Robert Louis Stevenson

Born November 13, 1850, in Edinburgh, Scotland, Robert Louis Balfour Stevenson was the son of an engineer. Robert studied engineering, himself, and then law at the University of Edinburgh, but he had a natural inclination towards literature. Soon, he became a serious writer and gave up engineering and law to write novels, essays, poems and works on travel. Robert also wrote music. He played several instruments.

Robert suffered from tuberculosis, although more recent views are that he suffered from either bronchiectasis or sarcoidosis. He traveled extensively in search of healthier climates. Some of his earliest works were descriptions of these travels.

After a canoe trip through Belgium and France, he wrote, An Inland Voyage (1878). Travels with a Donkey in the Cervantes (1879) is an account of his journey on foot through the mountains in southern France. He also traveled by immigrant ship to New York, then by train to California. By the time he arrived in California his health was so bad he was almost dead. The ranchers he met there nursed him back to health, but after a long winter he was at death's door again. Francis Osbourne, his soon to be bride came to help him recover, and they were married in 1880.

Francis, or Fanny, as he called her, was a divorcee with two children. They originally met while he was on the canoe trip in France. She was recovering from a disastrous marriage to a philandering ex-soldier from America's Civil War. She was born in Indianapolis, married at seventeen, and by age thirty five had had three children.

In 1875, one of her sons died and she finally left her husband, relocating from Nevada, where she had joined her husband, to Paris, so she and her daughter could study art. That is where she met Robert. He was so impressed with her, that he wrote an essay "On Falling in Love" for the Cornhill Magazine. They met again in 1877, and he spent much of the with her and her children in France. She and her children went back to America and settled in San Francisco. Robert followed a year later, against the advice of friends and not telling his family. This added to the ill feelings with his father. This is when he took the immigrant ship to New York and train to California, that almost killed him.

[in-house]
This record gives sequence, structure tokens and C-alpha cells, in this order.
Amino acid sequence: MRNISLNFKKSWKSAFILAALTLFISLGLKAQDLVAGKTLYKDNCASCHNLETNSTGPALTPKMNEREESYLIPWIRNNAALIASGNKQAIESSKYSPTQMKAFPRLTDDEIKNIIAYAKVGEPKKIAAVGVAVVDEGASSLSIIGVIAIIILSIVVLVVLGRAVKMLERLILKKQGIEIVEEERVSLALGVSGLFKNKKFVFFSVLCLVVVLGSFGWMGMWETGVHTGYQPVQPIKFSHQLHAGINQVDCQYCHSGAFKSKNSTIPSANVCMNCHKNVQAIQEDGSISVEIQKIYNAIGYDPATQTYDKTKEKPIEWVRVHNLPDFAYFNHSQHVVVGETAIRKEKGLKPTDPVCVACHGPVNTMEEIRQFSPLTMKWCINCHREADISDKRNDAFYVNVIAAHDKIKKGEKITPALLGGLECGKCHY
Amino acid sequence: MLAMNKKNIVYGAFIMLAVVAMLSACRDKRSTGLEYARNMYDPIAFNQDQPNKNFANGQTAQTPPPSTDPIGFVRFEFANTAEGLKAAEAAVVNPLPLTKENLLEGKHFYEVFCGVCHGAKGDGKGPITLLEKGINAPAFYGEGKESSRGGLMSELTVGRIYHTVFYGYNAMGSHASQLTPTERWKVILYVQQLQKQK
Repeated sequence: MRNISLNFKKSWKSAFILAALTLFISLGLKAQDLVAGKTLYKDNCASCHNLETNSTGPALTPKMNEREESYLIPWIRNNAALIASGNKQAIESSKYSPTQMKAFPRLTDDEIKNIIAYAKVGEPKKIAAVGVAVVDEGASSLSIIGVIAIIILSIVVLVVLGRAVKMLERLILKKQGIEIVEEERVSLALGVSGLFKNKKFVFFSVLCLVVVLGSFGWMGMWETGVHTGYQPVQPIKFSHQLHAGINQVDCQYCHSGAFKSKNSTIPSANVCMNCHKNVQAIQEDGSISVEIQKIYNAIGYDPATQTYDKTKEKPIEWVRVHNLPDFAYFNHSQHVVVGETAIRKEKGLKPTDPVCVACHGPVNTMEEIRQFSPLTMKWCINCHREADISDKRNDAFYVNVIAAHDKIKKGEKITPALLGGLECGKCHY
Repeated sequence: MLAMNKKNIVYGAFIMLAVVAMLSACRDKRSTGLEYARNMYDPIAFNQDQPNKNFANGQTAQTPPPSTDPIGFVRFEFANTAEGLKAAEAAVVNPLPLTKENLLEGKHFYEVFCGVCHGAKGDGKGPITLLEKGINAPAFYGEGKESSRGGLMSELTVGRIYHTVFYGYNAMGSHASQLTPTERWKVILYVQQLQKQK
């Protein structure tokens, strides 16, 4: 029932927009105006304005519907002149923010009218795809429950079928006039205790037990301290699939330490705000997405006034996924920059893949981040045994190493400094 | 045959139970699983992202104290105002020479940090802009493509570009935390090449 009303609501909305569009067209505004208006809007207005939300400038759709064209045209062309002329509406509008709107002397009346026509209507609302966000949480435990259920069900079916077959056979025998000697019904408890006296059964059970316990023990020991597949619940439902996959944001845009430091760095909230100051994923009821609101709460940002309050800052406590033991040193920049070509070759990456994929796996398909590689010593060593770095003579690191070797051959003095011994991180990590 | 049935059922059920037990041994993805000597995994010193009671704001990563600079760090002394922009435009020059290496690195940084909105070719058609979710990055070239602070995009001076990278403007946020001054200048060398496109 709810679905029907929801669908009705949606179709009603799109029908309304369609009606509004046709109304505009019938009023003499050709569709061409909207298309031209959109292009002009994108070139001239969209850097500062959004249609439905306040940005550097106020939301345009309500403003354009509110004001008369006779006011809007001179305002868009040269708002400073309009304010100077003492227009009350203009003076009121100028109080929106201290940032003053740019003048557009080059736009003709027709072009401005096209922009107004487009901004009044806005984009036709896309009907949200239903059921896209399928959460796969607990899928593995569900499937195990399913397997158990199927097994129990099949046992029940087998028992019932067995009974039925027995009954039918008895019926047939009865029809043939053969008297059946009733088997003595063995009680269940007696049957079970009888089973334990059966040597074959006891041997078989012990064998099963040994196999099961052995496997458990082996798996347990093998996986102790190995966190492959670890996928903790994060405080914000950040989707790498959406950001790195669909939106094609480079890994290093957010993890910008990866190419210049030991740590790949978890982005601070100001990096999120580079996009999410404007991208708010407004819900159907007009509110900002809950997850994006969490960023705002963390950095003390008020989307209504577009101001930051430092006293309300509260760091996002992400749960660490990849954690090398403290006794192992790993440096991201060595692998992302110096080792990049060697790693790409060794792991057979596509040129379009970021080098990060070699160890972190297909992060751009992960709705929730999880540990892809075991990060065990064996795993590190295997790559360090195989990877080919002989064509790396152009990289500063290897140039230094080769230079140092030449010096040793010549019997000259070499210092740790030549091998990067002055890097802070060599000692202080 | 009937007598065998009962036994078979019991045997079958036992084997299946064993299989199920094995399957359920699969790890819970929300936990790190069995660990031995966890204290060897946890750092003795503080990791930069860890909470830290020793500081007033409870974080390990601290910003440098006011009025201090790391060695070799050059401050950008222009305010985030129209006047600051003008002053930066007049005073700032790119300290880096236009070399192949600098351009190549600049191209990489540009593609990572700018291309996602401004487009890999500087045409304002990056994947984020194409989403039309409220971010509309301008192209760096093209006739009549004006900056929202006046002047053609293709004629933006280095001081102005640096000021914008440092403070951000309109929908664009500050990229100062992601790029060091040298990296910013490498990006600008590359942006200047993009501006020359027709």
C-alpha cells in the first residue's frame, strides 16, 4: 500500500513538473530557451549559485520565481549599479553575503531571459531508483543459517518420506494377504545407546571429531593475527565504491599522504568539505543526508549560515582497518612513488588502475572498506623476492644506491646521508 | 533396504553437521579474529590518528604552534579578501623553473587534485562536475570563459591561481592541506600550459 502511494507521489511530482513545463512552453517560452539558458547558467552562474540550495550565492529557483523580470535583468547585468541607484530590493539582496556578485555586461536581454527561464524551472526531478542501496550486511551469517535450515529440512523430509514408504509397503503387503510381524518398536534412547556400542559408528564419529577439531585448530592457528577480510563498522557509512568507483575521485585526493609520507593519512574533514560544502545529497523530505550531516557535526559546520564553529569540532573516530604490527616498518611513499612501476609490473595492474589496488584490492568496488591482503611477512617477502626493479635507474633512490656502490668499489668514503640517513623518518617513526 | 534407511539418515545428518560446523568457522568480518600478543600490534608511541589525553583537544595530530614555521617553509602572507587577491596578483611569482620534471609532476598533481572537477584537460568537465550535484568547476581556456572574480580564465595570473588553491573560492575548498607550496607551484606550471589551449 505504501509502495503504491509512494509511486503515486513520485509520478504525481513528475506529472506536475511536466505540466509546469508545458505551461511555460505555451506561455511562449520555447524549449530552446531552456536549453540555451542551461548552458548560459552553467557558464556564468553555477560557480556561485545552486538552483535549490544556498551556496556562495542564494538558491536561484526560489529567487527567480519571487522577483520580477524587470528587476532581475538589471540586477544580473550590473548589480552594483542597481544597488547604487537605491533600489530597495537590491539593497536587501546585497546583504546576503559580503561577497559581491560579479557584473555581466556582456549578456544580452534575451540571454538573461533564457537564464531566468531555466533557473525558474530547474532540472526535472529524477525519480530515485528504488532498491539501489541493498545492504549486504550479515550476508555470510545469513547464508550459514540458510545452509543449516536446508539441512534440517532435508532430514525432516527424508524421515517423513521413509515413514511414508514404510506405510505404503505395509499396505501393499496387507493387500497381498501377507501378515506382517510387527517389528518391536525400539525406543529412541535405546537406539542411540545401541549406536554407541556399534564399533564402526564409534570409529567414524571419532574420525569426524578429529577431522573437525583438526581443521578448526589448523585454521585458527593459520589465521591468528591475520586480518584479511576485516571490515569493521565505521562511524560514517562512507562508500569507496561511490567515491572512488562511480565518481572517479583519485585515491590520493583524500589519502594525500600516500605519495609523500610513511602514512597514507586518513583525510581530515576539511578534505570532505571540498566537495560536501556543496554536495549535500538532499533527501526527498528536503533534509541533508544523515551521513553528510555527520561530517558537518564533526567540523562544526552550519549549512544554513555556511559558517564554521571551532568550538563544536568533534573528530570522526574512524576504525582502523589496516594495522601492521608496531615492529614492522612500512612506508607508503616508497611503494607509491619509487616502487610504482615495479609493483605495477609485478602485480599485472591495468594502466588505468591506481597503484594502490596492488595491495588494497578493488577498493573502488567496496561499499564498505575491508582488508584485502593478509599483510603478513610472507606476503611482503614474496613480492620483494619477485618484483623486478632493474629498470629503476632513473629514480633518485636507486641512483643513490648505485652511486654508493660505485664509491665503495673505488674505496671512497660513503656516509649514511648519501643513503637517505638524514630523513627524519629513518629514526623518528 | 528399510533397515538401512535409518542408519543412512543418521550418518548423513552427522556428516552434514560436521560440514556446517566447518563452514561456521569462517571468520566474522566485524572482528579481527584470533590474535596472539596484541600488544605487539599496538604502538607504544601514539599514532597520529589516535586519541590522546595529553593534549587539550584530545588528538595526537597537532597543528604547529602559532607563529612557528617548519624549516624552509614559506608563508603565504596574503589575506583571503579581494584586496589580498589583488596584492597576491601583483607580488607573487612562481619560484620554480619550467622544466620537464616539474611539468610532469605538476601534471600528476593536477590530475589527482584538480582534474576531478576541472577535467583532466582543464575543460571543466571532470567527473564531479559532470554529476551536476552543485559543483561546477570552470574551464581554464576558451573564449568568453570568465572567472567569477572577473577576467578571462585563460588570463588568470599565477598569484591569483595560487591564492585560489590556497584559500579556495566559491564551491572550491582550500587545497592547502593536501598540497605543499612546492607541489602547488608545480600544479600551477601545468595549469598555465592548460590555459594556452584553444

Having chosen another profession than his father, uncles and grandfather's who were engineers for generations, Robert had been estranged from his father, but, after his marriage, his wife, Fanny, helped him to repair that relationship. She also cared for his health, which was vacillating. Finally, after his father died, Robert took his mother, wife and her children to Samoa, where he settled, after extended stays in Hawaii, where he became good friends with King Kalakaua and his niece, Victoria.

Robert became involved in the politics of Samoa, writing letters and publishing essays to help expel corrupt and inept European officials. He was so beloved by the people of the island, that when he died at age forty-four, on December 3, 1894, they erected monuments to him. His home on the island is now a museum, with a pathway deliberately laid to his tomb.

As a celebrated son of Edinburgh, Scotland, there are monuments throughout the country. The Writer's Museum on the Royal Mile has devoted a room to him. There is another memorial in the West Princes Street Gardens below the Edinburgh Castle.

Robert Louis Stevenson was a well-loved and prolific writer, whose immortality is seen in his works. Generations have and will be able to hear his words and enjoy his mastery of the story.

Strange Case of Dr. Jekyll and Mr. Hyde

"Strange Case of Dr. Jekyll and Mr. Hyde" is a novella by the author Robert Louis Stevenson that was first published in 1886. Stevenson conceived of the novella when he began studying the different aspects of man and how good and evil can play a part in our everyday lives. He decided to create a story where a character can split his good and bad sides like a split personality. The … [Read more...]

Treasure Island

"Treasure Island" was serialized in a children's magazine, Young Folks, between 1881 and 1882. It was titled, "Treasure Island, or Mutiny of the Hispaniola". The story was written under the pseudonym, Captain George North. Then it was published in book form in 1883. The story is about a young boy, so it was written as an adventure story for boys. A story of pirates and treasure. A … [Read more...]